A nursing home negligence lawyer can help. A lawyer can determine how much your loved one has lost because of nursing home negligence, and they will work to recover as much as possible in financial compensation for you. Although some losses are impossible to remedy, even with financial compensation, winning compensation can help your loved one get back on their feet.
What Counts as Nursing Home Negligence?
If you suspect your loved one is a victim of nursing home negligence, consider contacting a nursing home negligence lawyer. But, before you do, ensure you know what you’re reporting.
Nursing home neglect is the failure to provide goods and services necessary to avoid physical harm, mental anguish, or mental illness. Neglect covers a wide range of actions and inactions by health care providers and others tasked with supporting and caring for elders when they’re too old to care for themselves.
Some examples of nursing home negligence include:
- The failure to provide adequate mental health, dental, or medical care.
- The failure to provide proper hygiene care such as helping with bathing, brushing teeth, using the toilet, grooming, dressing etc.
- The failure to monitor a patient’s health conditions.
- The failure to keep a patient’s room and living area sanitary.
- The failure to change and clean a patient after incontinence.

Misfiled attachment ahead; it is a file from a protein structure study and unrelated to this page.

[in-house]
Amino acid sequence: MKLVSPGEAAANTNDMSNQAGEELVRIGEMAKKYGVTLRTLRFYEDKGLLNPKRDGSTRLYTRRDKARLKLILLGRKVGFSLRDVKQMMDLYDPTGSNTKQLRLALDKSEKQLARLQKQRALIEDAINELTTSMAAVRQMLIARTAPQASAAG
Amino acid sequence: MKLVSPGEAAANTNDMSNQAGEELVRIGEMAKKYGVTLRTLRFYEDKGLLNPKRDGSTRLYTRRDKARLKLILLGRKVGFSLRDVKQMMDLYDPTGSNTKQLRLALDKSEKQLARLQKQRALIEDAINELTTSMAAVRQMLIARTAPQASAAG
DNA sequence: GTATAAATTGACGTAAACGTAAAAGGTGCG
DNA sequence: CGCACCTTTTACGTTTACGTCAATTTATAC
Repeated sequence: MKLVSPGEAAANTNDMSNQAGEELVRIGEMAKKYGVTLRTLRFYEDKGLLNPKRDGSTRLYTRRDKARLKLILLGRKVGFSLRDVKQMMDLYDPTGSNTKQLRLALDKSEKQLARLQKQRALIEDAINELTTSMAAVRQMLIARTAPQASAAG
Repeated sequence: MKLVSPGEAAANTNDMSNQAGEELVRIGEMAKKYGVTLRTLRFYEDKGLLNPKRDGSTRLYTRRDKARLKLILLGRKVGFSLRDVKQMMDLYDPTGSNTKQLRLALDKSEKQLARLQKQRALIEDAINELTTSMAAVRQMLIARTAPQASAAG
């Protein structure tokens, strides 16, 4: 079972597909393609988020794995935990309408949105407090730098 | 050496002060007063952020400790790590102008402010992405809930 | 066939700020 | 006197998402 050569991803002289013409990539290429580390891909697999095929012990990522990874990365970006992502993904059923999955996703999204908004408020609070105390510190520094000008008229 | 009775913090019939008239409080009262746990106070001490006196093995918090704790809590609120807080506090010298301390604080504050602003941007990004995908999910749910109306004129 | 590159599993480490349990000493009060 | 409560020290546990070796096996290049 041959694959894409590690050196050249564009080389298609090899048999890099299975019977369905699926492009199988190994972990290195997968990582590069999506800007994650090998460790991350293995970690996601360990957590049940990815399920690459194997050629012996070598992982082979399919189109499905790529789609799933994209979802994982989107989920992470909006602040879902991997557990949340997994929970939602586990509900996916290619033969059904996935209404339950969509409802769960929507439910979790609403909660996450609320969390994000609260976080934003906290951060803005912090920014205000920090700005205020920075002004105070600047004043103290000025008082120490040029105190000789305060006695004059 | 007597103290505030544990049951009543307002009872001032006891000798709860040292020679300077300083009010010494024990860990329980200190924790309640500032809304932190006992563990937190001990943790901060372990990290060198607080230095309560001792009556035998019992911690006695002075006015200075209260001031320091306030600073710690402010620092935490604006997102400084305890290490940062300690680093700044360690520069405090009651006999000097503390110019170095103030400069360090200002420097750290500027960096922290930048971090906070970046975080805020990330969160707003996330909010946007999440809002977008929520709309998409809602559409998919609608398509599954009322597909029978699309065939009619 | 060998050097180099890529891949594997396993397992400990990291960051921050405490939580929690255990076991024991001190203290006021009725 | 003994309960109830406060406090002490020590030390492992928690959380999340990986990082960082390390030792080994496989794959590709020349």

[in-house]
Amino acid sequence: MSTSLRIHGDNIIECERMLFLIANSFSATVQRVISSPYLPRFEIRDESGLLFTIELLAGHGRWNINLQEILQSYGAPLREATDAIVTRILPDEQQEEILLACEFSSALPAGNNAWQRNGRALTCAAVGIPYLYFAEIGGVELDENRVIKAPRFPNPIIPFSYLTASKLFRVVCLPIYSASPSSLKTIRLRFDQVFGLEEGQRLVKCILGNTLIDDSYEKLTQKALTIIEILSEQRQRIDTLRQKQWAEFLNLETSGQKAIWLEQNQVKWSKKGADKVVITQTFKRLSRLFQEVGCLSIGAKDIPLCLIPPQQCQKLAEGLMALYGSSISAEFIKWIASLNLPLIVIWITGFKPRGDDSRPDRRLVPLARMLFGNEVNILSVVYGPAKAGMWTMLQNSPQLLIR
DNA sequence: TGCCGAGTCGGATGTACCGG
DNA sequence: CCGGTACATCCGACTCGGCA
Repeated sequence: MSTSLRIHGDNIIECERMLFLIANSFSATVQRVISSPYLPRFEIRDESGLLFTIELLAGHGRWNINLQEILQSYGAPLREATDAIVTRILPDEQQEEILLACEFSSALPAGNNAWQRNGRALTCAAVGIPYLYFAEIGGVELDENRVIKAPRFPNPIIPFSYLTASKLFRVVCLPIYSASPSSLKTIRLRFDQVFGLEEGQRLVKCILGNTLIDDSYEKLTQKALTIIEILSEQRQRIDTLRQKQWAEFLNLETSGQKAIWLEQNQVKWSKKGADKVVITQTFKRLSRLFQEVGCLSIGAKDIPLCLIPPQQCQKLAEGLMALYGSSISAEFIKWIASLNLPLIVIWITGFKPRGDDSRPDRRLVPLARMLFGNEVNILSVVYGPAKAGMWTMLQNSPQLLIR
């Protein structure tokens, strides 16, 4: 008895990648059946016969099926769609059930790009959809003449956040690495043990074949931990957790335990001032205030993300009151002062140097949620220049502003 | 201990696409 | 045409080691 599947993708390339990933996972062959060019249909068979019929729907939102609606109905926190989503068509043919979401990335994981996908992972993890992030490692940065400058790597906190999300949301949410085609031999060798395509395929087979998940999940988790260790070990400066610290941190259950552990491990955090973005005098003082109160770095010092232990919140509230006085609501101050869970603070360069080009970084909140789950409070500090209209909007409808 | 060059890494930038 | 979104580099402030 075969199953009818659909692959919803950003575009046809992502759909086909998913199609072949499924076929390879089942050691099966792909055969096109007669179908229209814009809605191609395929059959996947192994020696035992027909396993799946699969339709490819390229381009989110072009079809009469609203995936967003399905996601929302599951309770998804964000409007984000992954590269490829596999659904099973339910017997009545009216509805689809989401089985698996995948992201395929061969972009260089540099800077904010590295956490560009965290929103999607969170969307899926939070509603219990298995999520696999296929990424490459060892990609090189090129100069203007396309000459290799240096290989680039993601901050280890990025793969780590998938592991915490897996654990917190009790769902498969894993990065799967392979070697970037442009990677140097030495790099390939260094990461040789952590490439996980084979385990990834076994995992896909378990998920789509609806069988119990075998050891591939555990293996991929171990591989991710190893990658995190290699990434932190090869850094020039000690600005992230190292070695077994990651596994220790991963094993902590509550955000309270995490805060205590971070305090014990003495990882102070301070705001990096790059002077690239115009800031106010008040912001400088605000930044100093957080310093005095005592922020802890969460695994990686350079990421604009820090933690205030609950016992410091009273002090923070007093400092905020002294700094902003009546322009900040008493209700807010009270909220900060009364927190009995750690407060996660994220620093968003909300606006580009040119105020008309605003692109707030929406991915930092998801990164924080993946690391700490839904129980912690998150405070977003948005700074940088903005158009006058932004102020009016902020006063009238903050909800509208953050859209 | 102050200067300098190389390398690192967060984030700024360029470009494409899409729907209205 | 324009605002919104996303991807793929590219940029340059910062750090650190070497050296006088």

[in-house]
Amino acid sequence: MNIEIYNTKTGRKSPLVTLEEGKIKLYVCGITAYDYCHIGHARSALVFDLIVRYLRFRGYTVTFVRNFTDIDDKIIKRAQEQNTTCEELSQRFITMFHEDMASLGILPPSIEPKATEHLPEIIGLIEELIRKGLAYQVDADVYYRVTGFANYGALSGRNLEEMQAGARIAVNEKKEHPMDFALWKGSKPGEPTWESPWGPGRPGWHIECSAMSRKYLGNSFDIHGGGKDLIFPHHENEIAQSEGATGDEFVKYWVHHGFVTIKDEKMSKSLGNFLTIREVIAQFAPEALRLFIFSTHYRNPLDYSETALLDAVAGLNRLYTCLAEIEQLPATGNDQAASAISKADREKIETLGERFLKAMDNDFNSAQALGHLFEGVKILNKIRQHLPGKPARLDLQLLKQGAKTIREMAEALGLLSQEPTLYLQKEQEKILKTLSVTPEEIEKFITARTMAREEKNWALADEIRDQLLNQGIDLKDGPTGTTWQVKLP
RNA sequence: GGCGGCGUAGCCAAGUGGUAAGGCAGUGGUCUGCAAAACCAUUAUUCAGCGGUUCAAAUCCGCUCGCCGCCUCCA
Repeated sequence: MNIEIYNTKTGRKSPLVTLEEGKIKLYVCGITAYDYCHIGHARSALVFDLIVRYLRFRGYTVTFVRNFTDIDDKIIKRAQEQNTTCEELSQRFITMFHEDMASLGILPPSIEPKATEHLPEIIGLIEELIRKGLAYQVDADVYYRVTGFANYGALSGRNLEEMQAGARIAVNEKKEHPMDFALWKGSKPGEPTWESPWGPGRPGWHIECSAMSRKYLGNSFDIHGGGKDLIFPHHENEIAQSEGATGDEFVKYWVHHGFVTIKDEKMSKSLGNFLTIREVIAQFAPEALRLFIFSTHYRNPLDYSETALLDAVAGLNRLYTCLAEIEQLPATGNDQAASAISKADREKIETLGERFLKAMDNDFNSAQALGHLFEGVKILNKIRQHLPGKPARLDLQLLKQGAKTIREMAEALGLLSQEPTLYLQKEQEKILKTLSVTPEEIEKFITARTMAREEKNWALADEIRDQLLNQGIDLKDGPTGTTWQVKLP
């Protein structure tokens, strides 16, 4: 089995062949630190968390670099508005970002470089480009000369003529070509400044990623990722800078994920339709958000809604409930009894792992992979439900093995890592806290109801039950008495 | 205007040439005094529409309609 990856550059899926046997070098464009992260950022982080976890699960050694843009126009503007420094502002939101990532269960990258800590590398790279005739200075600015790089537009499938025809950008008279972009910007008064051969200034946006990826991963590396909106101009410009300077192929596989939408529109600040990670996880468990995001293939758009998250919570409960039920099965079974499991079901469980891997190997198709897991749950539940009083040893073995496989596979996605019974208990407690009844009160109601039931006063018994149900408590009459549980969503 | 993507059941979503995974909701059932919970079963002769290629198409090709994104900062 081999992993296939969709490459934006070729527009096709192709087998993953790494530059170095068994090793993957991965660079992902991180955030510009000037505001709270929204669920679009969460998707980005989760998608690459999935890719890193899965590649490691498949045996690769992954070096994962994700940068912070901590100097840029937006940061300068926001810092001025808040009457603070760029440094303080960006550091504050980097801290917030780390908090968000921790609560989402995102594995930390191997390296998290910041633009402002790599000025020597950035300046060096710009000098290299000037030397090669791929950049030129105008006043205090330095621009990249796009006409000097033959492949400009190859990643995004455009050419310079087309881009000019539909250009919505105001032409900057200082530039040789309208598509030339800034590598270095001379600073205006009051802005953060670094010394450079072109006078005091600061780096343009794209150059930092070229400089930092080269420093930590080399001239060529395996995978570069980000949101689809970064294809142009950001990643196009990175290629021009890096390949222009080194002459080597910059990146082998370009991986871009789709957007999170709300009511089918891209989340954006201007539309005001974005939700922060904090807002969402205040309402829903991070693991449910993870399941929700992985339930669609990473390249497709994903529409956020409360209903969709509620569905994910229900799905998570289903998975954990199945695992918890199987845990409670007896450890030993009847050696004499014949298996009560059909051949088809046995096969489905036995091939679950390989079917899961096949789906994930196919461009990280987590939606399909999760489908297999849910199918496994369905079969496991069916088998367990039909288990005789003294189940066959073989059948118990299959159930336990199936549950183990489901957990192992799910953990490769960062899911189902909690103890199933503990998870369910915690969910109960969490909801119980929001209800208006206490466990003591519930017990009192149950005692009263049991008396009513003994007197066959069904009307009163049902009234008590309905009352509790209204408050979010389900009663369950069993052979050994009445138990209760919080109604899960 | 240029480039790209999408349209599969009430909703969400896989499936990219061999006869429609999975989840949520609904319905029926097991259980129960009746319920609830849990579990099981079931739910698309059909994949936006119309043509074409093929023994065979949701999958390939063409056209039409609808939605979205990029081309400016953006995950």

- The failure to provide adequate nutrition, water, or medication.
- The failure to provide a safe environment for a patient.
- The failure to help a patient move around the room or facility.
- The failure to provide enjoyable activities.
- The failure to provide essential medical care, therapy, or treatment.
Nursing home negligence leads to a range of severe consequences for the nursing home patient, from poor health to mental deterioration. If a patient doesn’t have adequate socialization and enjoyable daily activities, they could easily fall into depression and struggle to maintain the will to live. Negligence can easily lead to an illness or serious medical condition.
Standards of Care in Nursing Homes
Nursing homes have specific standards of care that they follow. The law also requires various standards for quality of care.
Standards of care that every nursing home facility must abide by include:
- Provide support with vision and hearing, including taking patients to appointments with vision and hearing specialists.
- Maintain skin integrity in patients by preventing pressure ulcers and providing foot care.
- Aid residents to reach the widest possible range of mobility to ensure comfort and maintain mobility.
- Manage a facility as risk-free as possible and provide help to prevent accidents.
- Support and keep sanitary any resident who deals with incontinence.
- Provide colostomy, urostomy, or ileostomy care as needed.
- Assist in proper nutrition and hydration.
- Administer parenteral fluids.
- Provide respiratory care.
- Care for and manage prostheses.
- Manage pain.